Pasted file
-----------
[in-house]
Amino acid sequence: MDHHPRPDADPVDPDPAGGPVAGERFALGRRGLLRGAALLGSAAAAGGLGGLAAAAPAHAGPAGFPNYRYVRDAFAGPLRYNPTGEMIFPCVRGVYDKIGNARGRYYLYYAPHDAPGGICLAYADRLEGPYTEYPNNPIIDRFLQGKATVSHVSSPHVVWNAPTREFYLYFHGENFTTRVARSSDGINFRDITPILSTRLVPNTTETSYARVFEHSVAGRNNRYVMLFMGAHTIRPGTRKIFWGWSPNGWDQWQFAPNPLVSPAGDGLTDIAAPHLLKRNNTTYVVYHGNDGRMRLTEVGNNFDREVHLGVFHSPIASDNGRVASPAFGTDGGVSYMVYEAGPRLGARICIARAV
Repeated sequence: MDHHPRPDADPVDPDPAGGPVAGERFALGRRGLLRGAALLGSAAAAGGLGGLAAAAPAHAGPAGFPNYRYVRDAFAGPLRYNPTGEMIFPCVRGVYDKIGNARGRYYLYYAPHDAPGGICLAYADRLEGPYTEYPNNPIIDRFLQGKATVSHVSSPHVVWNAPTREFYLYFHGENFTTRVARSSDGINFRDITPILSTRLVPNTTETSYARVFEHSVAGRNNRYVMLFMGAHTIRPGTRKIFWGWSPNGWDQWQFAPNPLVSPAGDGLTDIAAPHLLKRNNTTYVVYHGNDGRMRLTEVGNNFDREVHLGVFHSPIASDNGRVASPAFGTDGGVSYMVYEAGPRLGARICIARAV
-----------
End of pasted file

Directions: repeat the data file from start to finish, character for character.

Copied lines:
[in-house]
Amino acid sequence: MDHHPRPDADPVDPDPAGGPVAGERFALGRRGLLRGAALLGSAAAAGGLGGLAAAAPAHAGPAGFPNYRYVRDAFAGPLRYNPTGEMIFPCVRGVYDKIGNARGRYYLYYAPHDAPGGICLAYADRLEGPYTEYPNNPIIDRFLQGKATVSHVSSPHVVWNAPTREFYLYFHGENFTTRVARSSDGINFRDITPILSTRLVPNTTETSYARVFEHSVAGRNNRYVMLFMGAHTIRPGTRKIFWGWSPNGWDQWQFAPNPLVSPAGDGLTDIAAPHLLKRNNTTYVVYHGNDGRMRLTEVGNNFDREVHLGVFHSPIASDNGRVASPAFGTDGGVSYMVYEAGPRLGARICIARAV
Repeated sequence: MDHHPRPDADPVDPDPAGGPVAGERFALGRRGLLRGAALLGSAAAAGGLGGLAAAAPAHAGPAGFPNYRYVRDAFAGPLRYNPTGEMIFPCVRGVYDKIGNARGRYYLYYAPHDAPGGICLAYADRLEGPYTEYPNNPIIDRFLQGKATVSHVSSPHVVWNAPTREFYLYFHGENFTTRVARSSDGINFRDITPILSTRLVPNTTETSYARVFEHSVAGRNNRYVMLFMGAHTIRPGTRKIFWGWSPNGWDQWQFAPNPLVSPAGDGLTDIAAPHLLKRNNTTYVVYHGNDGRMRLTEVGNNFDREVHLGVFHSPIASDNGRVASPAFGTDGGVSYMVYEAGPRLGARICIARAV